nutsFat has gotten a bad rap. The attitude is, certain foods that contain ‘fat’ should be avoided at all costs. In some cases, this is true. Fatty foods such as French fries, microwaved buttery popcorn and packaged foods containing ‘trans fats’ aren’t a healthy choice. But, what about ‘good fats’? Avocado, olive oil and seafood rich in Omega-3 fatty oil can actually propel your body with the fuel it needs to thrive—and become healthier than ever. Here’s how—and why—you should add more dietary fat to your diet, today!

Forget the Low-Fat Diet (It’s a Thing of the Past)

According to the U.S. Department of Agriculture, you should get 35 percent of your calories each day from fat. Good fats, also known as monounsaturated fats and polyunsaturated fats, contain properties that may reduce your risk for heart disease, certain cancers and type 2 diabetes. Forgo those low-fat cookies that you see stacked on the snack aisle of your grocery store—and opt for unprocessed, real food such as a piece of your favorite fruit instead.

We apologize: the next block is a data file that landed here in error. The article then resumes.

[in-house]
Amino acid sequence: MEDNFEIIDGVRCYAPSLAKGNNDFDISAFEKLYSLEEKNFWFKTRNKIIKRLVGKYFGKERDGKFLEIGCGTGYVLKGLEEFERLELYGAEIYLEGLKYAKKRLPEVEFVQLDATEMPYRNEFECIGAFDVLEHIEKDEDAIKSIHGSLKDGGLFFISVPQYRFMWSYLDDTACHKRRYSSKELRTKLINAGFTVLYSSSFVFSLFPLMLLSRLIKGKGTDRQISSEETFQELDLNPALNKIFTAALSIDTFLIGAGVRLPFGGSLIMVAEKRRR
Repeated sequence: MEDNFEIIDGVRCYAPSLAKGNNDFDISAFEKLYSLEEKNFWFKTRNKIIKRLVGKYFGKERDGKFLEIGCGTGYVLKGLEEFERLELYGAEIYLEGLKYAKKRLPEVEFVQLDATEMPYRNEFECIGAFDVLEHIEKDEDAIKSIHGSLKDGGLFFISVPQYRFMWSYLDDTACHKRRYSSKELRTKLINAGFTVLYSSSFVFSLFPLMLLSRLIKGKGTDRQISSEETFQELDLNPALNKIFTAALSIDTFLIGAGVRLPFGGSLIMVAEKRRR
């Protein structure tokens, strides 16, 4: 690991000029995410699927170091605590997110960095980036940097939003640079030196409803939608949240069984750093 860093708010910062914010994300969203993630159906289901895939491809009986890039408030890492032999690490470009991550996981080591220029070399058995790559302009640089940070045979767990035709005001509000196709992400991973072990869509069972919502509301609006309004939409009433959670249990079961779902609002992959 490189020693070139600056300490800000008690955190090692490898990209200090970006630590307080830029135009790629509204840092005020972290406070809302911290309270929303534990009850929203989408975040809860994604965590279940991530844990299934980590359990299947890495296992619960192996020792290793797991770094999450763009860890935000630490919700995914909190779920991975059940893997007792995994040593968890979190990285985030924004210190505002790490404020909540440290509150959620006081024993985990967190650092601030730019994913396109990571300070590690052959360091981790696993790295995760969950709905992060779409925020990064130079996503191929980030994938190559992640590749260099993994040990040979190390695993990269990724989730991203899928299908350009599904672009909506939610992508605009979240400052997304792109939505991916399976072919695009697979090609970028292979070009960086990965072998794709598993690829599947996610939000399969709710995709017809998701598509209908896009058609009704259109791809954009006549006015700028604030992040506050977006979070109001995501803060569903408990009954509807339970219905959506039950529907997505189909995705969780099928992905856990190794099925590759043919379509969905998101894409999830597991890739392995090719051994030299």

The Right Kinds of Fat to Eat (and What to Avoid)

A low-fat diet is not the answer, but instead, what we’ve been taught to believe. While all ‘good fats’ and ‘bad fats’ contain the same amount of calories, it’s how they affect your overall health that make a world of difference. If you want to desperately get rid of your love handles or back fat, swap out the cheeseburger for a salmon salad. If you want to improve your stamina (physically and sexually), trim the fat off of your favorite cut of meat, and opt for lean protein and vegetables instead. Need help knowing what fat is a safe bet? Make sure your weekly grocery shopping trip includes the following:

  • Nuts (macadamia, almonds, cashews);
  • Avocado;
  • Vegetable oil, especially olive oil;
  • Fish rich in Omega-3 fatty oil, such as salmon or herring;
  • Chia seeds and flax seed.

Breakfast of Champions

To achieve a strong body (and your fittest one yet!), dietary fiber is mandatory. Forget the muffins, donuts and egg sandwich. Instead, fix yourself chia pudding as your first (and most important) meal of the day. Here’s how to do it:

In a medium size bowl, mix together one cup of plain yogurt, one cup of almond milk, one teaspoon of pure vanilla extract, two tablespoons of maple syrup and ¼ cup of chia seeds. Mix well, and refrigerate overnight. When ready to eat the next morning, top with fresh strawberries, blackberries and sliced almonds.